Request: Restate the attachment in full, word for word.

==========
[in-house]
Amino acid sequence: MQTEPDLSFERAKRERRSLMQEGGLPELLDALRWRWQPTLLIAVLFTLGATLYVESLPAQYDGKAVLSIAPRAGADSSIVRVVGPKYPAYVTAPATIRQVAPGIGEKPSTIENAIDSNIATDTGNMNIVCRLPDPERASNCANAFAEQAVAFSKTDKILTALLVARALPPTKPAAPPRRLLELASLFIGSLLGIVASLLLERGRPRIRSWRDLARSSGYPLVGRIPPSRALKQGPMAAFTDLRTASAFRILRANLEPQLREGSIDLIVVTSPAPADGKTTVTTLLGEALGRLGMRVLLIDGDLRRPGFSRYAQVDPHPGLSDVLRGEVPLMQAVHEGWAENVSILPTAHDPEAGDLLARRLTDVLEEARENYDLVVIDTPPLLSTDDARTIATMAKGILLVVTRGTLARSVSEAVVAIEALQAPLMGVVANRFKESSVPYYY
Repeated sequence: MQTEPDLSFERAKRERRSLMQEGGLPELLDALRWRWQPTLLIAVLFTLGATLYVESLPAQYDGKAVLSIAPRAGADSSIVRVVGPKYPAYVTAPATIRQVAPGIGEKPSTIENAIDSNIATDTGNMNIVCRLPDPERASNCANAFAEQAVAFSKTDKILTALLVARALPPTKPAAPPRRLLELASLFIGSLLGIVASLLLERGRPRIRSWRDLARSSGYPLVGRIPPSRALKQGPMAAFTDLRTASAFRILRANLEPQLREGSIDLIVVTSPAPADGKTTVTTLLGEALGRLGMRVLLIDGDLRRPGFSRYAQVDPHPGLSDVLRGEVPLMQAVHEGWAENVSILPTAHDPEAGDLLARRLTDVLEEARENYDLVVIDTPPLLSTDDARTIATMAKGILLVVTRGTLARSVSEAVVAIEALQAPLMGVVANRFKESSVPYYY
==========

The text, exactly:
[in-house]
Amino acid sequence: MQTEPDLSFERAKRERRSLMQEGGLPELLDALRWRWQPTLLIAVLFTLGATLYVESLPAQYDGKAVLSIAPRAGADSSIVRVVGPKYPAYVTAPATIRQVAPGIGEKPSTIENAIDSNIATDTGNMNIVCRLPDPERASNCANAFAEQAVAFSKTDKILTALLVARALPPTKPAAPPRRLLELASLFIGSLLGIVASLLLERGRPRIRSWRDLARSSGYPLVGRIPPSRALKQGPMAAFTDLRTASAFRILRANLEPQLREGSIDLIVVTSPAPADGKTTVTTLLGEALGRLGMRVLLIDGDLRRPGFSRYAQVDPHPGLSDVLRGEVPLMQAVHEGWAENVSILPTAHDPEAGDLLARRLTDVLEEARENYDLVVIDTPPLLSTDDARTIATMAKGILLVVTRGTLARSVSEAVVAIEALQAPLMGVVANRFKESSVPYYY
Repeated sequence: MQTEPDLSFERAKRERRSLMQEGGLPELLDALRWRWQPTLLIAVLFTLGATLYVESLPAQYDGKAVLSIAPRAGADSSIVRVVGPKYPAYVTAPATIRQVAPGIGEKPSTIENAIDSNIATDTGNMNIVCRLPDPERASNCANAFAEQAVAFSKTDKILTALLVARALPPTKPAAPPRRLLELASLFIGSLLGIVASLLLERGRPRIRSWRDLARSSGYPLVGRIPPSRALKQGPMAAFTDLRTASAFRILRANLEPQLREGSIDLIVVTSPAPADGKTTVTTLLGEALGRLGMRVLLIDGDLRRPGFSRYAQVDPHPGLSDVLRGEVPLMQAVHEGWAENVSILPTAHDPEAGDLLARRLTDVLEEARENYDLVVIDTPPLLSTDDARTIATMAKGILLVVTRGTLARSVSEAVVAIEALQAPLMGVVANRFKESSVPYYY